Now fast-forward to just a few months ago. We were talking about their business one day, and I happened to mention that some day it would be fun to spend a day helping them make the ice cream. They readily accepted my offer, and the next thing I know, I’m spending the day helping to measure and mix the ingredients, writing “best-if-used-by” dates on all the cups that they sell to restaurants, outdoor parks and other places… (They have one client who is a “naturalist” and Linda and Philippe tell a funny story joking about who’s job it was to make that delivery run!), and any of the many other tasks required to make the best damn ice cream you’ve ever tasted.

Here’s a short video I took of me entering the shop to report to work one day. You’ll recognize the trademark SwissSojourner video production quality, or lack thereof, but it’s still fun to see.

Here’s another short video of Philippe, my mentor, making darn sure I don’t completely screw something up, which is easier to do than you might imagine.

These days, I try to get over and help them out once every week or so. I always really look forward to spending the day with Philippe and Linda. Having a relaxing coffee and croissant after arriving, then donning our aprons and getting to work, all the while speaking French and English (depending on how important it is that I understand what I’m being told) and just having a great time making really awesome ice cream. Its fun seeing the customers’ faces – kids, especially – light up when they taste it for the first time, or to hear the “regulars” discuss their favorite flavors.

One time, I noticed Philippe chuckling to himself. “What’s so funny?” I asked him. He just replied in his french way of speaking “who would have thought when you came to Geneva that you’d soon find yourself in this shop making ice cream?”. Life’s kind of funny that way.

ArtyGlaces double scoop

This is the best ice cream on the planet. This one is Cassis (blackcurrant) sorbet and Fleur-de-Lait – Photo credit: Kelly Reykdal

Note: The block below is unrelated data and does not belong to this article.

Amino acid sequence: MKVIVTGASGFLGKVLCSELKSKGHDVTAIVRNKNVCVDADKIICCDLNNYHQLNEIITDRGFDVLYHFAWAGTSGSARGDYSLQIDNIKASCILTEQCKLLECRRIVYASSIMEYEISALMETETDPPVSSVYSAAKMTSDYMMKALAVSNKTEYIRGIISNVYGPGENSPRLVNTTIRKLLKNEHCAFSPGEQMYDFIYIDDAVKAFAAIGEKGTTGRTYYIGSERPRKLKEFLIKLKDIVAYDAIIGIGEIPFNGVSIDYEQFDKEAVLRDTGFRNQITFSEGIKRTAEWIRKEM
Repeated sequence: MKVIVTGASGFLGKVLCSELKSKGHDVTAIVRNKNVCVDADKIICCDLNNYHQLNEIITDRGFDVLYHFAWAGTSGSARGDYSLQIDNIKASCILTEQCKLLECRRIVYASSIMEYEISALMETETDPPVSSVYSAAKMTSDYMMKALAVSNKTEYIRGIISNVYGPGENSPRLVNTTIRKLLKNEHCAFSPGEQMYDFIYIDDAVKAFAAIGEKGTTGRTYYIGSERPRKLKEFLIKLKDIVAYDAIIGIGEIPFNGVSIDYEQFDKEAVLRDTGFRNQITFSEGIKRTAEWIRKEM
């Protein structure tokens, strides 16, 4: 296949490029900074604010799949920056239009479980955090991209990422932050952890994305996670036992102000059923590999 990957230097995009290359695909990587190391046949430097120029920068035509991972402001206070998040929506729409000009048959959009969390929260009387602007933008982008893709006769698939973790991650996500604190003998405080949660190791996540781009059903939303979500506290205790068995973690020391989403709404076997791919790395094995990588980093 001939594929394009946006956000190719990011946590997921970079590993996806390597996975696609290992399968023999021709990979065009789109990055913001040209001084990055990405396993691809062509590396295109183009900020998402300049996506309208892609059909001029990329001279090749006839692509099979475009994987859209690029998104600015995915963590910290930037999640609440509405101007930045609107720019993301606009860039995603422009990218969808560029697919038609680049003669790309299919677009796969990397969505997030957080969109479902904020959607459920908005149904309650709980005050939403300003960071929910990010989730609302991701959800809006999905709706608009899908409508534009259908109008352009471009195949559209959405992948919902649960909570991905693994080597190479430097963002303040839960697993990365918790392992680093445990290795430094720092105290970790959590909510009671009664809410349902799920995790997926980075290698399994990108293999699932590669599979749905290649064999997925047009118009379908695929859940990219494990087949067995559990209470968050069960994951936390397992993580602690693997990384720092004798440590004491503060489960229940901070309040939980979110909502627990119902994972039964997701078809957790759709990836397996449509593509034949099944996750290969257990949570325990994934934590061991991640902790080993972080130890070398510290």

I “race” hiked up a Swiss mountain!

About three months ago, a friend of mine happened to mention that he had registered for a “race hike” up a mountain near Montreux, on the east end of Lake Geneva. I was like, “Seriously? Mountain race hiking? That’s a thing?” and when he replied yes, I went and registered for the race.

It’s a “race”, but many of us treat it more as a challenging hike. But because participants pay for the privilege, wear a bib with a race number (mine was 1010, a good binary string, for you IT types) and a timing chip, that makes it a race. I entered in the category of “Hiker” (as opposed to “Runner”… more on that in a minute) along with about 200 other people. The starting line is on the main street of Montreux, home to the world famous Montreux Jazz Festival, so early the morning of the race, we all went down to Montreux, on the Lake Geneva shoreline (copyright Deep Purple). The finish line was the top of a nearby mountain called Rochers-de-Naye, which translates roughly to “Rocks-of-Naye” in French. The course is 18 kilometers long, but more importantly, it’s 1,600 meters (5,250 feet or essentially one mile) up. Here is a really cool two-and-a-half minute video clip I just found on youtube that shows the entire course. This is really neat. Check it out!

I arrived in Mantreux for my 7:30 race start at about 6:45 and stepped off the train into a steady rainfall. The forecast was for rain all morning, which is fine. I can hike in rain. Here’s a short video I shot of the start of the race.

The first four of five kilometers was along a narrow trail, which meant we had to basically hike in single file. I settled in behind a comparably fast hiker, shown here.

Woman in poncho

I drafted off this poncho clad woman for the first 4 K.

After five kilometers or so, the trail opens up to a narrow, paved roadway that winds through some pastures. There were no human spectators along this section of the course, so I drew inspiration from the dairy cows and goats along the way and imagined they were cheering us on. Here are some photos I took of our four legged fans.

Cows along course

They’re not saying BOOOO!, They’re saying MOOOOO!


They’re not saying BAAAA!, they’re saying MAAAAAT!

A nice feature of this race course is that it was so well marked. You always knew exactly how far you have come and how far you have to go. To illustrate this point, I took this selfie at the 8K to go marker.